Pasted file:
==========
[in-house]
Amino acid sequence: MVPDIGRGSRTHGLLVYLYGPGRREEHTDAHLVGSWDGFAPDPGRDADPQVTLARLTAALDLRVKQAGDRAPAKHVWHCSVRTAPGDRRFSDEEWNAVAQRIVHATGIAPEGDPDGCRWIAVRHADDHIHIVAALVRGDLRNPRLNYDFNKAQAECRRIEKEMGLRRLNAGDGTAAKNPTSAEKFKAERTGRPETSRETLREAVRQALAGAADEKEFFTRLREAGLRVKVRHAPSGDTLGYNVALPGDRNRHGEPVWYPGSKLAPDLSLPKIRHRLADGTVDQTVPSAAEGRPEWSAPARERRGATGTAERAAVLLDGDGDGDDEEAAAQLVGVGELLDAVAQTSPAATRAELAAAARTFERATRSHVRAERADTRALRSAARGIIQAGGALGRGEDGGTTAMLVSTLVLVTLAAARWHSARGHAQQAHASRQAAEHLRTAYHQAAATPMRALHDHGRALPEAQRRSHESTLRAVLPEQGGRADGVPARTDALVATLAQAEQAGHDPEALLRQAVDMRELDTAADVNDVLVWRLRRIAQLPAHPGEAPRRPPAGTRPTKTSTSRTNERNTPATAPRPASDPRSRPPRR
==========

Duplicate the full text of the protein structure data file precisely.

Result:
[in-house]
Amino acid sequence: MVPDIGRGSRTHGLLVYLYGPGRREEHTDAHLVGSWDGFAPDPGRDADPQVTLARLTAALDLRVKQAGDRAPAKHVWHCSVRTAPGDRRFSDEEWNAVAQRIVHATGIAPEGDPDGCRWIAVRHADDHIHIVAALVRGDLRNPRLNYDFNKAQAECRRIEKEMGLRRLNAGDGTAAKNPTSAEKFKAERTGRPETSRETLREAVRQALAGAADEKEFFTRLREAGLRVKVRHAPSGDTLGYNVALPGDRNRHGEPVWYPGSKLAPDLSLPKIRHRLADGTVDQTVPSAAEGRPEWSAPARERRGATGTAERAAVLLDGDGDGDDEEAAAQLVGVGELLDAVAQTSPAATRAELAAAARTFERATRSHVRAERADTRALRSAARGIIQAGGALGRGEDGGTTAMLVSTLVLVTLAAARWHSARGHAQQAHASRQAAEHLRTAYHQAAATPMRALHDHGRALPEAQRRSHESTLRAVLPEQGGRADGVPARTDALVATLAQAEQAGHDPEALLRQAVDMRELDTAADVNDVLVWRLRRIAQLPAHPGEAPRRPPAGTRPTKTSTSRTNERNTPATAPRPASDPRSRPPRR